The most recognized horse in Wyoming is Steamboat, known as a champion bucking horse in the early 1900s, but more identified as the horse image on the state’s license plates. This museum has a permanent exhibit celebrating the horse. For a taste of modern rodeo, see “The Lensmen Project: Cowboy Up!” featuring the photography of country music star Ronnie Dunn and Sports Illustrated photographer Ron Modra. The exhibit continues until February.
John Wayne Birthplace & Museum • Winterset, IA:
The Duke never gets old, but each year this museum has a great birthday celebration. Featured this May was Red Steagall. See memorabilia from John Wayne’s film career in the museum galleries.
South Dakota Cultural Heritage Center • Pierre, SD:
South Dakota recognized one of its most well-known authors this year with the exhibit “A Life’s Work: Paul Goble Illustrations of American Indian Stories.” This children’s book author delighted children (and adults) with his stories of native peoples. The museum displays other exhibits about the Lakota, Nakota and Dakota people, including an Indian camp, a bull boat and other artifacts.
Museum of the Big Bend Alpine, TX:
Maps dating from 1671 to 1820 are on display this year showing Texas before it was Texas. The cartographic documents are from the Yana and Marty Davis Map Collection.
Boot Hill Museum • Dodge City, KS:
Who doesn’t want to visit the museum that recognizes the history of both Dodge City and Gunsmoke? See dresses worn by Miss Kitty and view clips from the TV show. Watch this museum, as it is planning an expansion project.
Nez Perce National Historic Trail & Visitor Center • Spalding, ID:
Begin a journey along the Nez Perce National Historic Trail at the visitors’ center and then head across Idaho to visit the White Bird Battlefield, Weippe Prairie and Heart of the Monster, then head on across Montana to the Big Hole Battlefield and site of the final showdown between Chief Joseph, the Nez Perce and the frontier Army at the Bear Paw Battlefield.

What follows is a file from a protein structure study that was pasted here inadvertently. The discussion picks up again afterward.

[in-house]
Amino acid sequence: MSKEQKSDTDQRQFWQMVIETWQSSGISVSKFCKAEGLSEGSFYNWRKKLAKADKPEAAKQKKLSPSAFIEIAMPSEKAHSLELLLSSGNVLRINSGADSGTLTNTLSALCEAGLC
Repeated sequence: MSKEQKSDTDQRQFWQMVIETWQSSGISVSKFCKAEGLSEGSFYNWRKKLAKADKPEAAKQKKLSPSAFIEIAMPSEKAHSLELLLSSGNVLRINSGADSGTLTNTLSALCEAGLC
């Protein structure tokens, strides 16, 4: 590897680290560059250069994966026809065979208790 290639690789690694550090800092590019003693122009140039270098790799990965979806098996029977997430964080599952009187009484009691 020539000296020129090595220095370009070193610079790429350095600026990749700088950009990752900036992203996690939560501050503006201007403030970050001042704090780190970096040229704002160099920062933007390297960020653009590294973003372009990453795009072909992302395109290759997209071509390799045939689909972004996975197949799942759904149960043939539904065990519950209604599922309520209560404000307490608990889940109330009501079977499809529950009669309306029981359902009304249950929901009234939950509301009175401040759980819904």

Indian Pueblo Cultural Center Albuquerque, NM:
Food, art, music, dance and exhibits that depict Pueblo life give a fully rounded experience and insight into the 19 Pueblo tribes in New Mexico. This summer’s featured exhibit, “Long Ago,” reflects the importance of storytelling.
Fur Trade, Freighters and Forts
Museum of the Fur Trade/Chadron, NE:
Unique and rare fur trade artifacts are on display as is a replica dugout trading post.
Museum of the Mountain Man/Pinedale, WY:
Learn about the beaver trade, and see Jim Bridger’s gun.
Historic Old Fort Benton/Fort Benton, MT:
This palisaded replica fort includes a well-stocked trading post.
Fort Uncompaghre/Delta, CO:
You won’t find founder Antoine Roubidoux here, but this replica fur trade post has the dirt floors, types of hides and atmosphere from the 1820s era fort.
Fort Union Trading Post/Williston, ND:
Partially reconstructed, this trading post near the confluence of the Missouri and Yellowstone rivers was the most important post for upper Missouri fur traders.
Fort Larned National Historic Site Larned, KS:
Gold-seekers headed to Colorado, freighters on the Santa Fe Trail and the frontier Army passed through this fort, which is remarkably well preserved today.
Fort Griffin State Historic Site/Albany, TX:
The differing perspectives of American Indians and commercial buffalo hunters are highlighted in the visitors’ center, but visit the re-enactment camp in early October.
Lewis and Clark National and State Parks, OR/WA:
This first Western exploratory trail has sites ranging from the rugged beauty of Cape Disappointment and Fort Clatsop, both near the mouth of the Columbia at the Pacific, to the Columbia River Gorge.
Fort Laramie National Historic Site Fort Laramie, WY:
Hundreds of American Indians from several tribes gathered in April to commemorate the 150th anniversary of the 1868 Treaty, believed to be the largest gathering of tribal members at the site in more than a century.
Bent’s Old Fort /La Junta, CO:
Living history programs allow visitors to travel with a wagon train along the Santa Fe Trail, or learn about the buffalo hunters and others who lived and worked here in the 19th century.
Historic Building Collections
Grand Encampment Museum Encampment, WY:
Everybody in deep snow country needs a two-story outhouse, but here you’ll also find a stagecoach station, tie hack cabin and one of the oldest homestead houses in the area.
Old Cowtown/Wichita, KS:
Walk the dusty street and imagine yourself back in an era when Abel “Shanghai” Pierce was buying cattle that came up the trail.
Old Trail Town/Cody, WY:
A bit rough-and-tumble, this “town” is as authentic as it gets. The cabins and other buildings were gathered from across the Big Horn Basin.
American West Heritage Center Wellsville, UT:
You’ll find diverse structures, including a cabin used as a replica fur trade post and buildings serving the trades including pioneer farming and carpentry.